The New York State Writers Institute will be celebrating its 25th anniversary in 2008 and, as in previous years, the lineup of artists for this spring’s Visiting Writers Series will offer a little something for everybody.
“It’s pretty diverse as usual, and that’s something we always try to do,” said Writers Institute director Donald Faulkner. “We’ve always tried to capture a diverse audience by having a diverse guest list.”
Michael Mayer, winner of a 2007 Tony Award as Best Director for the Broadway musical “Spring Awakening,” will kick off the series on Feb. 7 by serving as the guest speaker for the 12th annual Burian Lecture. Mayer will take part in a seminar at 4:15 p.m., and then present his talk at 8 p.m. Both events will be at the University at Albany’s Recital Hall in the Performing Arts Center.
Novelists Russell Banks and Richard Price will make appearances in April with readings from their new books. Banks’ new novel is “Reserve,” set in the Adirondacks in 1936-37 during the Great Depression. Price’s new novel is “Lush Life,” about the desperate fates of working-class people left stranded by the gentrification of New York City’s Lower East Side.
This spring also will heavily feature poetry.
“We have some of the old standards, like Russell Banks and Richard Price, but the other thing that we’re doing, that we probably haven’t done enough of, is more on poetry,” said Faulkner. “We have a number of excellent poets coming, and I feel as though our audience has been asking for more of a focus on poetry. We also like to take people in fresh directions, and if you build up enough trust with your audience, then they’ll start following you places they might not go otherwise.”
One writer Faulkner is particularly excited about is Susan Choi, a member of The New Yorker editorial staff and the author of “A Person of Interest,” a new book about a mild-mannered Asian-American math professor falsely accused of killing prominent scientists with mail bombs. Choi, who will offer a seminar and a reading on Feb. 12, won a Pulitzer Prize for her 2003 book “American Women,” and was a student of Faulkner’s when he taught at Yale University.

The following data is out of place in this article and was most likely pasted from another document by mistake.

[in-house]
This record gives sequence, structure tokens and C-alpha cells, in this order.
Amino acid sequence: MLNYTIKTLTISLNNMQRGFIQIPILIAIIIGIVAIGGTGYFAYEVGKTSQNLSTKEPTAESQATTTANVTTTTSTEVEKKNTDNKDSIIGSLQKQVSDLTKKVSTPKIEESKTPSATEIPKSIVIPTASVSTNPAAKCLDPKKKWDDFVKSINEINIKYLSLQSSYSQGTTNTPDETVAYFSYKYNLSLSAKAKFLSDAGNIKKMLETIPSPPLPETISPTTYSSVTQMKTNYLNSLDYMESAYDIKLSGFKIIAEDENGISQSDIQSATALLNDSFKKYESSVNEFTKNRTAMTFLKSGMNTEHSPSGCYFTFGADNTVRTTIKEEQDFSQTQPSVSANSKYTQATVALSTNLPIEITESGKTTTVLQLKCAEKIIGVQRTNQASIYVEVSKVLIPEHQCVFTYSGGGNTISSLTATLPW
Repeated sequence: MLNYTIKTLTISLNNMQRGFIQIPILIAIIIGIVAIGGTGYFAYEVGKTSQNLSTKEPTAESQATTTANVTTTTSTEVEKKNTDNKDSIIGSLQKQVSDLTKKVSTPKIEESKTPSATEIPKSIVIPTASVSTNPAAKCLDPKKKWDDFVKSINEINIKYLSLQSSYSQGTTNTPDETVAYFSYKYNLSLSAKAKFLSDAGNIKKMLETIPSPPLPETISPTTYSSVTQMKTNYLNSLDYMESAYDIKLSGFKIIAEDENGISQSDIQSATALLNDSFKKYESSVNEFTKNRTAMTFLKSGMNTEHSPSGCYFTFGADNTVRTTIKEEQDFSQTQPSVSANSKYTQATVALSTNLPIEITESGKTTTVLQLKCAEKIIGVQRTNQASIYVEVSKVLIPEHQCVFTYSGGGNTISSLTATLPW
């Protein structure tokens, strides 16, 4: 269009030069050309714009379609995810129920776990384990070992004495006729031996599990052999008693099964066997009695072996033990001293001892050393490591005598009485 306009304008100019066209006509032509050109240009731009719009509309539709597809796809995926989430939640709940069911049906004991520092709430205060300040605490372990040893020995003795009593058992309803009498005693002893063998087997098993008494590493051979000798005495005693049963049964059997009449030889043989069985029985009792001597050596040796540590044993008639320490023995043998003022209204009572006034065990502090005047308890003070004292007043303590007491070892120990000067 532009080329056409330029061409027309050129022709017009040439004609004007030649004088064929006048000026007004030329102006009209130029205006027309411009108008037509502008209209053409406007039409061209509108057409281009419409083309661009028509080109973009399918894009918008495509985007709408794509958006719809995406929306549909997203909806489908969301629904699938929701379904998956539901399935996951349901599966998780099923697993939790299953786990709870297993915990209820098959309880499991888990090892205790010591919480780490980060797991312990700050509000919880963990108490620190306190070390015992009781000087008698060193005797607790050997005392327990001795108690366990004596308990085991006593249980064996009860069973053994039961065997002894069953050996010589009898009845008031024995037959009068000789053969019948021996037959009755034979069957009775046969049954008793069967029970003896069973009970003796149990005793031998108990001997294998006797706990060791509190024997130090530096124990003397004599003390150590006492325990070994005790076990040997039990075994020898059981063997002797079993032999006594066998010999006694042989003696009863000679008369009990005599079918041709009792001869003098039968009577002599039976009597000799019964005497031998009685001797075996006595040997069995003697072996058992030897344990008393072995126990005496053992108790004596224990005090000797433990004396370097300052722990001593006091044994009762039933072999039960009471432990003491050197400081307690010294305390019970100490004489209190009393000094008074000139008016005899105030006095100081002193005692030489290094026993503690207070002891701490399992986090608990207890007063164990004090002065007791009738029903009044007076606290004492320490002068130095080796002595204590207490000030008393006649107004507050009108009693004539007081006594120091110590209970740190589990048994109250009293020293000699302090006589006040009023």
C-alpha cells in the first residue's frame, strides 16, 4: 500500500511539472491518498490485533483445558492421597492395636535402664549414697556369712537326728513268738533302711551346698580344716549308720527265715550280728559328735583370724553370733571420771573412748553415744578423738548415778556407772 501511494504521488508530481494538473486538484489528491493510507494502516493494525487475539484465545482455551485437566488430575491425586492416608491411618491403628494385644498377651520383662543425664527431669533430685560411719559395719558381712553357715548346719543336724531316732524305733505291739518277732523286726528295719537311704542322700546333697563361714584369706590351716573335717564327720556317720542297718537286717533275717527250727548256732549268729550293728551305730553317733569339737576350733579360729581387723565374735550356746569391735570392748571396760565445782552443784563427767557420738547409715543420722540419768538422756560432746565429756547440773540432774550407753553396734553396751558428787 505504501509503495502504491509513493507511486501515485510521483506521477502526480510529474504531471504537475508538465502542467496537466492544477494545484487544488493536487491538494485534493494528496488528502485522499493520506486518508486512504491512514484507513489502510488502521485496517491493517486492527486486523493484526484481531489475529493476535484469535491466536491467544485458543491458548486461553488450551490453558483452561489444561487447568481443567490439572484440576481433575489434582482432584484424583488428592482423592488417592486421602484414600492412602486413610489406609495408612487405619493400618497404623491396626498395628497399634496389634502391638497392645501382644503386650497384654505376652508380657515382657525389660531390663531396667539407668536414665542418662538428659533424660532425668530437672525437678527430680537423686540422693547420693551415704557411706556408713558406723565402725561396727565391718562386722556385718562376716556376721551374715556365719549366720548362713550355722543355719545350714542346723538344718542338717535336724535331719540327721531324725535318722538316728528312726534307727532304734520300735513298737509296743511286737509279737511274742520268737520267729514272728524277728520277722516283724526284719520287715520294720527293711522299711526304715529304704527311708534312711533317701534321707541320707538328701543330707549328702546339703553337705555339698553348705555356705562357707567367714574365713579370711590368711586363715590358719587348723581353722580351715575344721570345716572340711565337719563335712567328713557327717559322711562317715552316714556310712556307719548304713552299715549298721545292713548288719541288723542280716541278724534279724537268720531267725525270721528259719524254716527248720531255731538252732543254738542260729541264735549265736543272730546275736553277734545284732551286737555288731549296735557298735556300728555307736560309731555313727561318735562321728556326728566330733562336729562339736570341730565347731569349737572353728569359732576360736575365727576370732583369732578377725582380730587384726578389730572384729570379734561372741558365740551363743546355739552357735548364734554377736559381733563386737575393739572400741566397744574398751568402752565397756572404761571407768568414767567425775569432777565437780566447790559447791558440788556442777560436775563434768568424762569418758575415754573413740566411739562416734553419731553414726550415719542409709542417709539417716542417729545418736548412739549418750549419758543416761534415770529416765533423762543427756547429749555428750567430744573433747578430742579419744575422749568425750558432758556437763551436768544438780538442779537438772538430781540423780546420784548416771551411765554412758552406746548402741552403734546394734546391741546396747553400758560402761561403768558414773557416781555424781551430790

“She’s a remarkable talent who’s been writing about Asian-American issues, but very much in an American frame,” said Faulkner. “I’m very happy and very proud to say that she’s a former student of mine.”
Also scheduled is Albany native and UAlbany graduate Gregory Maguire, best known for his novel “Wicked: The Life and Times of the Wicked Witch of the West,” which inspired the hit Broadway musical “Wicked.” His newest work is a children’s novel, “What-the-Dickens: The Story of a Rogue Tooth Fairy.”
Documentary filmmaker Perry Miller Adato (Feb. 22) and literary critic James Wood (Feb. 28) are also on the schedule, and the Writers Institute will open its Classic Film Series on Feb. 8 with a viewing of “Killer of Sheep,” a 1977 documentary by Charles Burnett about a black slaughterhouse worker as he experiences everyday life in South Central Los Angeles.
For more information, contact the Writers Institute at 442-5620 or visit the Web site at www.albany.edu/writers-inst.
Here is the schedule:
Feb. 7 — 12th annual Burian Lecture: Award-winning theater director Michael Mayer. Seminar: 4:15 p.m., Recital Hall, Performing Arts Center; Burian Lecture: 8 p.m., Recital Hall, Performing Arts Center.
Feb. 12 — Fiction writer Susan Choi. Seminar: 4:15 p.m., Standish Room, Science Library. Reading: 8 p.m., Recital Hall, Performing Arts Center.
Feb. 22 — Documentary filmmaker Perry Miller Adato. Seminar: 4:15 p.m., Standish Room, Science Library. Screening of “Gertrude Stein,” a documentary with film commentary, 7 p.m., Page Hall, 135 Western Ave.
Feb. 28 — Critic James Wood. Fiction reading: 4:15 p.m., Science Library 340. Talk/discussion on literary criticism: 8 p.m., Assembly Hall, Campus Center.
March 3 — State Author/State Poet Award Ceremony and Reading (recipients TBA). Ceremony/reading: 8 p.m., Page Hall, 135 Western Ave.
March 11 — Award-winning poets Marie Howe and Campbell McGrath. Seminar: 4:15 p.m., Standish Room, Science Library. Reading: 8 p.m., Recital Hall, Performing Arts Center.